PPE Exports

On April 3, 2020, President Trump signed a memorandum invoking the Defense Production Act to direct relevant federal government agencies to “allocate to domestic use” the following personal protective equipment (PPE):

  • N-95 respirators
  • Other filtering facepiece respirators (e.g., those designated as N99, N100, R95, R99, R100, or P95, P99, P100)
  • Elastomeric, air-purifying respirators and appropriate particulate filters/cartridges
  • PPE surgical masks
  • PPE gloves or surgical gloves

In response to the presidential memorandum, the Federal Emergency Management Administration (FEMA) issued a temporary final rule (TFR) prohibiting exports from the United States without FEMA’s express approval. The TFR provides that U.S. Customs and Border Protection (CBP) will detain shipments of listed products temporarily, to give FEMA time to determine if the products should be returned for domestic use, subjected to a rated order, or permitted to be exported in full or in part.

When making its determination, FEMA can consult other agencies and consider factors such as the impact on foreign supply chains, as well as humanitarian and diplomatic considerations.

The TFR also excludes shipments by U.S. manufacturers with continuous export agreements with customers in other countries since at least January 1, 2020, so long as at least 80 percent of the manufacturer’s domestic production of covered materials, on a per item basis, was distributed in the United States in the preceding 12 months.

There is also a catchall provision, which allows additional exemptions at FEMA’s discretion. Pursuant to that catchall provision, on April 21, 2020, FEMA announced additional exemptions:

  • Shipments to U.S. territories, such as Puerto Rico (where I am from!)
  • Exports by nonprofits and NGOs
  • Intracompany transfers by U.S. companies
  • Exports of materials to be included in medical and diagnostic testing kits destined for U.S. sale and delivery
  • Exports of sealed, sterile medical and diagnostic testing kits where only a portion of the kit is made up of listed products that cannot be easily removed without damaging the kit
  • Shipments by foreign diplomatic missions
  • Shipments to U.S. military facilities and diplomatic posts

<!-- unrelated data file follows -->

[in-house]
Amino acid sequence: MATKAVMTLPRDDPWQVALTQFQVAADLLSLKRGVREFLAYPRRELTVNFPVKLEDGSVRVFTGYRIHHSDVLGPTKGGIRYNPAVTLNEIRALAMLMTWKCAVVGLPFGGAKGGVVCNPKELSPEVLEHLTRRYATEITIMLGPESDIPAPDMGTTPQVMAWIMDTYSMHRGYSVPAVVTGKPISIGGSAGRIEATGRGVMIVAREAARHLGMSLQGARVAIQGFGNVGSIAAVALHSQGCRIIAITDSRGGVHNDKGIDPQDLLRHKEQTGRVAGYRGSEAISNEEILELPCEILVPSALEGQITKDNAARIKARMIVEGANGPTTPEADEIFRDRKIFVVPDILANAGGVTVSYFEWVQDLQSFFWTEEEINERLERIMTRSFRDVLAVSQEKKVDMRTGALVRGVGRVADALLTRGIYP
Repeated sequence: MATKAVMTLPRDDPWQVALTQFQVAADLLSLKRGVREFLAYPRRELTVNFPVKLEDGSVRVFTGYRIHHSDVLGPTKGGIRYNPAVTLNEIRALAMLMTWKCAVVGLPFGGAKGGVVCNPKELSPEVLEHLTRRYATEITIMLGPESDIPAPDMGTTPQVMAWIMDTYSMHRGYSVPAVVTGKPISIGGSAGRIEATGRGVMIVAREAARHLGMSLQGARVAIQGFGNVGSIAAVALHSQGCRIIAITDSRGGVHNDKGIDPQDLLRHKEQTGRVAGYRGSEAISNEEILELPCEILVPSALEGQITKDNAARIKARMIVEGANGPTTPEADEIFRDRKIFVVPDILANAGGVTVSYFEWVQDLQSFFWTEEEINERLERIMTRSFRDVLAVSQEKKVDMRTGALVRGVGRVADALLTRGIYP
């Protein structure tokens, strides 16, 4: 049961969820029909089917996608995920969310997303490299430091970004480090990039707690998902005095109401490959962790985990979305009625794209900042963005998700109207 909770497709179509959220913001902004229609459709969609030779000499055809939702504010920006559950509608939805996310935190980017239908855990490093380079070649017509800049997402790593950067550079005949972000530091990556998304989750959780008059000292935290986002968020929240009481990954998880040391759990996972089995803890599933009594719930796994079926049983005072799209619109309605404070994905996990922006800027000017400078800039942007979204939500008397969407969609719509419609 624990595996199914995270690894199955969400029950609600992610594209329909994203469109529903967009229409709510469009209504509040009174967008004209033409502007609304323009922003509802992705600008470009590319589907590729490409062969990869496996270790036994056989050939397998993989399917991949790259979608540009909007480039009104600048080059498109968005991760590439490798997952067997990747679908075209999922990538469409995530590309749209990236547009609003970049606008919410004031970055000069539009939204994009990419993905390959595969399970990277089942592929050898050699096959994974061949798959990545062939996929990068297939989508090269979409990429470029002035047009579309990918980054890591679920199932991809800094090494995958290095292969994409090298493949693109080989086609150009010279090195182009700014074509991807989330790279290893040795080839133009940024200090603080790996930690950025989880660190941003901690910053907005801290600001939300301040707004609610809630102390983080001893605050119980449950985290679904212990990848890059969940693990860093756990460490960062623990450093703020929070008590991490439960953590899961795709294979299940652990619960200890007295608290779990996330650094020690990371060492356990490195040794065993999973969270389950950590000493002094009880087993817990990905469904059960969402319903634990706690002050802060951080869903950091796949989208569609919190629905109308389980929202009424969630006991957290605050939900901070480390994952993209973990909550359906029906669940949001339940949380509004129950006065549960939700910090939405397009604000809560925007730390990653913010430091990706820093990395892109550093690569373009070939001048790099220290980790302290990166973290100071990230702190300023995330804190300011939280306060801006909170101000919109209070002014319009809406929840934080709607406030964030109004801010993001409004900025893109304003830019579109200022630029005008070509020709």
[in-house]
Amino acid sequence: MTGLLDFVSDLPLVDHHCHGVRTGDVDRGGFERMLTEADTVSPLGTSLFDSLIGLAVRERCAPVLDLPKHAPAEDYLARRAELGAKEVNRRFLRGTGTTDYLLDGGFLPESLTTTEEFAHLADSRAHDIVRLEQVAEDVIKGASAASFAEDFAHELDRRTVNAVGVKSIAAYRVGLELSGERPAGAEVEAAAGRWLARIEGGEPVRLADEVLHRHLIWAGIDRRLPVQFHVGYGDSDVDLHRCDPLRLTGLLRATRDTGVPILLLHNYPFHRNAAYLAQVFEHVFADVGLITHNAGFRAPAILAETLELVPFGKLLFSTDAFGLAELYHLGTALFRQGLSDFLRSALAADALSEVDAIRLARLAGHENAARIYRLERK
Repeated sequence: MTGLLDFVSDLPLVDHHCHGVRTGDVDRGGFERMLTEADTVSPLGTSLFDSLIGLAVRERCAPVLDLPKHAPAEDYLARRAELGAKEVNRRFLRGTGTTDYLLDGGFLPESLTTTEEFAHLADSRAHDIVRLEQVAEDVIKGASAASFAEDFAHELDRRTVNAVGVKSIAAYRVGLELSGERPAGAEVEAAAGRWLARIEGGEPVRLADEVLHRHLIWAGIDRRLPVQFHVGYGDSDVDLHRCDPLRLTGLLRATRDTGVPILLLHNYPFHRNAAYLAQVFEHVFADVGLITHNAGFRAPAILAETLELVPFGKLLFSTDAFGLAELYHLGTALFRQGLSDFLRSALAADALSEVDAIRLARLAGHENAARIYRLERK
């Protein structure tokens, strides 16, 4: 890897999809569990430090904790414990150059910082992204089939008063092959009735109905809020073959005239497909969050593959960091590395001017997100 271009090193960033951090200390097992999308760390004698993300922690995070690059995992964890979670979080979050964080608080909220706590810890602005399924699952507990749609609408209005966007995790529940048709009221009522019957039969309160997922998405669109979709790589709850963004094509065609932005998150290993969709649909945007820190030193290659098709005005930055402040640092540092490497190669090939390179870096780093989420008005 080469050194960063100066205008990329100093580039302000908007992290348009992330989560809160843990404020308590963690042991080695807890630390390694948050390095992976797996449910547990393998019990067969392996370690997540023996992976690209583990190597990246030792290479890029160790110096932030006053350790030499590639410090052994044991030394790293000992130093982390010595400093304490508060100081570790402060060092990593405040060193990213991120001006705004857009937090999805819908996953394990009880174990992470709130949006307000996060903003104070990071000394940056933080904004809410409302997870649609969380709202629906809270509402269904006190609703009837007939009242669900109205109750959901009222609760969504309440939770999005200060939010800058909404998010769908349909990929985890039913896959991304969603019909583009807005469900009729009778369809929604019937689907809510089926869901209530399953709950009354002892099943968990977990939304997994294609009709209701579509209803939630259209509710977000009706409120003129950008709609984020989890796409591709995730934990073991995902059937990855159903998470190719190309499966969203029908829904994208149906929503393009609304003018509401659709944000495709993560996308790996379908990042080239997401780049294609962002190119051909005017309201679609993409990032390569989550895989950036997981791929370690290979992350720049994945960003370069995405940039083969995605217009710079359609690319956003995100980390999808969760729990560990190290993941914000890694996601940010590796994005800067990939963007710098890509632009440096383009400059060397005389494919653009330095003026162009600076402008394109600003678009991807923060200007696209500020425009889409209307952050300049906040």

• In-transit merchandise
  • Exports for which the final destination is Canada and Mexico
  • Shipments made by the federal government

In the case of some of these exemptions, exporters must provide a letter of attestation to CBP.

We expect PPE export rules to remain in a state of constant flux, just as is true in China, as we recently pointed out in Will Your PPE Pass China Customs? As change happens, we will continue to keep you informed.

Finally, the allocation process should be distinguished from seizures of PPE destined for domestic use, of which there are numerous reports, and which are bound to raise serious legal issues in the months to come.

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Photo of Fred Rocafort Fred Rocafort

Fred is a former diplomat who joined Harris Bricken after more than a decade of international legal experience, primarily in China, Vietnam, and Thailand. His wide range of experience includes starting and operating his own business in Asia, working as an in-house counsel…

Fred is a former diplomat who joined Harris Bricken after more than a decade of international legal experience, primarily in China, Vietnam, and Thailand. His wide range of experience includes starting and operating his own business in Asia, working as an in-house counsel for a Hong Kong-based multinational, as well as many years as a State Department official, providing a client-centric perspective to his legal work. Fred co-hosts Harris Bricken’s weekly Global Law and Business podcast, which covers legal and economic developments in locales around the world to decipher global trends in law and business with the help from international guests.

Fred began his career overseas as a U.S. vice-consul in Guangzhou, China, adjudicating thousands of visa applications and advocating for fairer treatment of American companies and citizens in China and for stronger anti-counterfeiting enforcement. After entering the private sector, Fred worked at a Shanghai law firm as a foreign legal advisor and later joined one of the oldest American law firms in China. He also led the legal team at a Hong Kong-based brand protection consultancy, spending most of his time out in the field, protecting clients against counterfeiters and fraudsters from Binh Duong to Buenos Aires.

Fred is an ardent supporter of FC Barcelona—and would be even in the absence of Catalan forebears who immigrated to Puerto Rico in the mid-1800s. An avid explorer of Hong Kong’s countryside, he now spends much of his free time discovering the Pacific Northwest’s natural charms.